Barcelona fans display the red and yellow of the Catalan flag
By Pascale Harter
BBC News, Spain
For the fans of Barcelona FC, which plays in the Champions League final on Saturday, supporting their team is not just about football, but connects to the historical struggle to retain the Catalonian culture and identity.
The lights go down in the Camp Nou stadium.
A roar rises from the 110,000 people who fill the stands.
Two of Barcelona's star players, Carles Puyol and Xavi, run out onto the pitch, holding up a Catalan flag.
FC Barcelona, owned by its fans, became a symbol of democracy and resistance
There is a huge cheer and thousands of cameras flash like stars from the steep sides of the stadium.
It is an incredible feeling being here, and this is not even a match.
It is the end of Barca's (Barcelona's) victory lap around their city, in celebration of beating arch rivals Real Madrid to win the Spanish League.
"It's a feeling of a country," one girl tells me. "The country of Catalonia."
General Francisco Franco hated independence-minded Catalonia. During his long dictatorship, he persecuted the region.
He favoured Real Madrid, while FC Barcelona, owned by its fans, became a symbol of democracy and resistance.
With Franco long gone and Catalonia largely autonomous now, the club still plays heavily on its history, projecting an image of the plucky underdog.
It demands a degree of loyalty and feeling which other clubs probably can not.
Each of the players, when they take the microphone to thank the crowd, shouts, "visca Barca, visca Catalonia!"
Even the foreign players, like Argentinian Lionel Messi, say, "Long live Catalonia!"
The foreign players have to be just as Catalan, one fan tells me. "They have to feel what we feel, the love of a country, of Catalonia."
As the fans file out of the stadium under a sky lit up by fireworks, I stop a father and son, both wearing the Barca strip.
Players are proud to be part of the club's Catalan ties
They are not Catalan, they tell me, but from Cameroon, like the former Barca striker, Samuel Eto'o.
"Barca is a nice team, it's my team," says the dad.
I ask him if he feels more a part of this city, by supporting Barcelona.
"Yes,' he says. "Here, everyone belongs."
I know this is true.
I first came to live in Barcelona as a 19-year-old teaching English. I had little grasp of the offside rule, and even less interest in football.
But one night, having dinner at a friend's house near the stadium, a huge cheer drifted in through the open window.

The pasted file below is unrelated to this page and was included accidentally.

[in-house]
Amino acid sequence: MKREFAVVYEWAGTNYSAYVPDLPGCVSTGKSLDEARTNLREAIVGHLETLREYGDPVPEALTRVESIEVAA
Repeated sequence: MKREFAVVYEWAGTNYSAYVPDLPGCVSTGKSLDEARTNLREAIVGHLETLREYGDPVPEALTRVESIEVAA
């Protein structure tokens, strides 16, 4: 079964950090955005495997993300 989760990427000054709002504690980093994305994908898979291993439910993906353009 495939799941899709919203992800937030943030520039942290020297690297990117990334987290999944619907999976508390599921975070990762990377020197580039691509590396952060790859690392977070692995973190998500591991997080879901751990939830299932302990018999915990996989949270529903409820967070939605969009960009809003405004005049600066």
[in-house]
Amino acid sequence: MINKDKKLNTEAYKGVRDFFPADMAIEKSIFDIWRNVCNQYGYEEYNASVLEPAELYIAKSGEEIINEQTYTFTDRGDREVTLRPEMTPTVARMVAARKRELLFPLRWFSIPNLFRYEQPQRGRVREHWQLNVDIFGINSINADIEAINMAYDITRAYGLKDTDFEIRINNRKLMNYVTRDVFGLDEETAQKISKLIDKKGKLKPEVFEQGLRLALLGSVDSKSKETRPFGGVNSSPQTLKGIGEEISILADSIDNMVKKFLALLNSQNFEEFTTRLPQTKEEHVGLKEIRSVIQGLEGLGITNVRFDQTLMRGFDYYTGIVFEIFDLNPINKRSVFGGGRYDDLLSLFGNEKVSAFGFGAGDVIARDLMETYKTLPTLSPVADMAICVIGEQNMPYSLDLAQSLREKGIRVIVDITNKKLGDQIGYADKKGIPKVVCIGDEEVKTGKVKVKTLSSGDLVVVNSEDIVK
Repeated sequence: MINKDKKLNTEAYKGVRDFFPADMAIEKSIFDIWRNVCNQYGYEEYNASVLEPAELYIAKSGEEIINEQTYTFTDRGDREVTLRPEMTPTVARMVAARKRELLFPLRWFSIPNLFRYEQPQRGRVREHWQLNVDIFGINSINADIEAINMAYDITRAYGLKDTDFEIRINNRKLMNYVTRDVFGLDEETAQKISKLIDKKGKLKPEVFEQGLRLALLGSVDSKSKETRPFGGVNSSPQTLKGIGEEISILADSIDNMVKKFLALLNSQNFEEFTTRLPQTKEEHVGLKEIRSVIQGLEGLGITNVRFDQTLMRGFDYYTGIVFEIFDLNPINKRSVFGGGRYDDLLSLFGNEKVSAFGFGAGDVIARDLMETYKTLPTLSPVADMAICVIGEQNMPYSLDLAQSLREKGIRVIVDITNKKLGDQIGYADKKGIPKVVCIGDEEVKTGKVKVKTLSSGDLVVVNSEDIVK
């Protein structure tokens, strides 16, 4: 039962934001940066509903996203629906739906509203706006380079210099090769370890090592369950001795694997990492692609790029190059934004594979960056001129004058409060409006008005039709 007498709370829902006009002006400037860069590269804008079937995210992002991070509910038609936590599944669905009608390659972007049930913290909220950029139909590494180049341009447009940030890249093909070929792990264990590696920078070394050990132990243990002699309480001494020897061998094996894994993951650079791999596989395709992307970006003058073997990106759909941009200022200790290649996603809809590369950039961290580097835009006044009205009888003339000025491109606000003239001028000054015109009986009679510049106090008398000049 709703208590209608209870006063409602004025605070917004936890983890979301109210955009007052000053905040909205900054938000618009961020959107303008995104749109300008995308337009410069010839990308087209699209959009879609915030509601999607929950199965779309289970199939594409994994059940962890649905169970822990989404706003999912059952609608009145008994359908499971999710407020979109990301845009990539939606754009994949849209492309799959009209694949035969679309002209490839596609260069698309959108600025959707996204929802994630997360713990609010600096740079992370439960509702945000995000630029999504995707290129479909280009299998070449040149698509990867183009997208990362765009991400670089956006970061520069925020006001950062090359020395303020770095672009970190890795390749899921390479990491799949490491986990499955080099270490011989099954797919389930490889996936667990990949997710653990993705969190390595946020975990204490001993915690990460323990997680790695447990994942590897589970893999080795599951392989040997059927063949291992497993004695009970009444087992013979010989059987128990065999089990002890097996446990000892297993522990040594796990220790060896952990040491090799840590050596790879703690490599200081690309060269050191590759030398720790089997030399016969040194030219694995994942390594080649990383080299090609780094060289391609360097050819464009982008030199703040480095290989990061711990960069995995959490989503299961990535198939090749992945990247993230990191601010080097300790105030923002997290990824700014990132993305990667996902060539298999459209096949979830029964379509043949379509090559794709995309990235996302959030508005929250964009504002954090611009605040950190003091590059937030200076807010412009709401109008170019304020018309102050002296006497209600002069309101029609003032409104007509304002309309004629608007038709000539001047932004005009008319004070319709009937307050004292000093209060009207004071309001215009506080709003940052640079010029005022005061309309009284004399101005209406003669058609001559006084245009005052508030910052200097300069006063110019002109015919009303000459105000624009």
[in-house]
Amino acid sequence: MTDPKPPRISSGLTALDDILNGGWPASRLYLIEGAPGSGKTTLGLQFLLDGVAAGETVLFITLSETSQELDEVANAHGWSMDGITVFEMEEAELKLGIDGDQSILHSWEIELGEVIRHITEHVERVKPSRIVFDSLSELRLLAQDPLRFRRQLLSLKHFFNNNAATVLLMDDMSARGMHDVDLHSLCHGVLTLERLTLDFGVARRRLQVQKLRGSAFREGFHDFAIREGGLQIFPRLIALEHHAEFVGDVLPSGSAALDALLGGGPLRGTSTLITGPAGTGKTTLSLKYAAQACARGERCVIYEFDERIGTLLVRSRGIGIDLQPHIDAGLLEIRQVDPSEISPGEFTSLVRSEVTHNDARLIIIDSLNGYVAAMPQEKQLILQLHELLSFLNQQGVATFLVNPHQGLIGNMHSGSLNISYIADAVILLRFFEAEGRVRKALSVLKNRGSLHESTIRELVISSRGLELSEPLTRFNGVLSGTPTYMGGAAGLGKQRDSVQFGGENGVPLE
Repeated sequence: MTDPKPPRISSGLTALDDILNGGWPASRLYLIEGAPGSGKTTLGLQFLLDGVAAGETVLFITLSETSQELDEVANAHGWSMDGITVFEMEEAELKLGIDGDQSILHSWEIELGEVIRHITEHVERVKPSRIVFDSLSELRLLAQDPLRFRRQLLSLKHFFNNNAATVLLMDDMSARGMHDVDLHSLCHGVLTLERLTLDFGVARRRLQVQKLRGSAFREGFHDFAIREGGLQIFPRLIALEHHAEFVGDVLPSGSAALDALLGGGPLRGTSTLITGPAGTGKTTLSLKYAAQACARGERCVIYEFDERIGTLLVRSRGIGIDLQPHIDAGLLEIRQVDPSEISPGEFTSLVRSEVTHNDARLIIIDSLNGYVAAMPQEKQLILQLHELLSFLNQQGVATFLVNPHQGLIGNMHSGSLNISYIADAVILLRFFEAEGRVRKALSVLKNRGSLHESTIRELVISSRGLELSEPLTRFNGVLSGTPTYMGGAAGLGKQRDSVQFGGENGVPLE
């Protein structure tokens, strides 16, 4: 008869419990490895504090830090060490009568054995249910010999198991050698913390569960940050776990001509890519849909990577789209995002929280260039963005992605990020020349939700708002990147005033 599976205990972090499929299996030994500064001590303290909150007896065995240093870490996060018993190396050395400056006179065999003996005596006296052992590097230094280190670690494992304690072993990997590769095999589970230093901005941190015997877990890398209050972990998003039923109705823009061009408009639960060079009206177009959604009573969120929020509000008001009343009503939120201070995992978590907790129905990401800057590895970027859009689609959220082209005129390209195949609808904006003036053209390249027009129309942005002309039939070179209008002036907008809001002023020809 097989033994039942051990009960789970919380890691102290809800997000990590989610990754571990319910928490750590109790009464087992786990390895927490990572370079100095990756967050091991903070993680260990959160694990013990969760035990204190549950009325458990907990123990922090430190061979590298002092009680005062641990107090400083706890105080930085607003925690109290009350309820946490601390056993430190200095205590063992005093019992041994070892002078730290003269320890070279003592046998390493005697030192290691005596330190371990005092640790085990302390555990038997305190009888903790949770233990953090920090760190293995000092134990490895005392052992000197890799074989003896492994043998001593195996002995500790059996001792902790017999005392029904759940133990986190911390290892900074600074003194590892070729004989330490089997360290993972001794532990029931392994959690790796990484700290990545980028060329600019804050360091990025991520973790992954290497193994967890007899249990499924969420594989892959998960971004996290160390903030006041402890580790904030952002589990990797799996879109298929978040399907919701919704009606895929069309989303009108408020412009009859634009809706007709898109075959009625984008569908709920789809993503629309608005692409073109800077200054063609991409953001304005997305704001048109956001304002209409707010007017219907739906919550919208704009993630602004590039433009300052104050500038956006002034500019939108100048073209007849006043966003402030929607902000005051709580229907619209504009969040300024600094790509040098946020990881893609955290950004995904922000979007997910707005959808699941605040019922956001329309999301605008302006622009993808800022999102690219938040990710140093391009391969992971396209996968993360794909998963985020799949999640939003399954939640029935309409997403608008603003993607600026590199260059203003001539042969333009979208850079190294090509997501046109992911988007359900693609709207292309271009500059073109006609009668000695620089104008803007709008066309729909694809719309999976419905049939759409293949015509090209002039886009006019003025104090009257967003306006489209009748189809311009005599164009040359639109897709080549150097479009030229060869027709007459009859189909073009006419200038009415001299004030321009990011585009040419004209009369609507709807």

But Barca was playing away and this was the sound of people at home, watching the match on TV, and still cheering as if they were there.
The celebrations when Barca won - and they often did then, as now - engulfed the whole city. And I wanted to be a part of it.
It was a golden time to support Barcelona - the season of Johan Cruyff's so-called "dream team", when the Dutch football legend coached Barca in the unique style they still use today.
Cruyff remains a hero in the city, even though, in his mid 60s now, his coaching days are long behind him.
The Catalan language, banned under Franco's dictatorship is still widely spoken
He is the example of the kind of loyalty Catalonia craves.
In 1973, as the world's best player, he turned Barcelona's fortunes around when he chose them over Real Madrid.
Then, he defied Franco's ban on Catalan names and gave his own son the name of Catalonia's patron saint, Jordi.
When I met Cruyff, he was still bounding with energy - but a little bit incomprehensible.
He speaks plenty of languages, but his brain works so quickly - as it did in his playing days - that all you get is two words from the beginning of a story, one from the middle and then he winds up by saying, "...whatsoever. You see?"
He uses that "whatsoever" a lot.
When he shows me his legendary Cruyff turn, he says: "You stand there - he's there, balance, whatsoever, can't make him if he's not, then you can here, or whatsoever, you see?"
I have little idea what he is saying, but on the pitch I have seen it work.
Start 'em young
The whistle goes at the youth match. The boys are aged 12 to 14 and they are already playing in the Barca style invented by Cruyff.
Youth players are taught the club's moral principles
Barcelona's youth academy is another gift from the Dutchman.
He had seen what a strong youth academy could do at his former club Ajax, and imported the idea.
At the youth match one mother's shouts of support drown out the others.
You get the feeling she would like to tackle that defender herself and give her son a clear shot at goal.
Part of the academy's job is to protect the young players from their own parents. Some of the boys here will be the next superstars, and some of the mothers are auditioning for the part.
Right now the Gucci handbags are fake, but they know if their son has the talent, one day they will be real.
The academy trains boys from the age of 11, and not just in the arts of football.
Just as important, they are told, are the principles of humility, team work and commitment. This is another reason why the fans here are so proud of their club.
"FC Barcelona is a family," a group of Catalan girls tell me. "They train the players to be decent people."
But as anyone who has watched an important match will tell you, they can be pretty decent at diving too, when things are not going their way.
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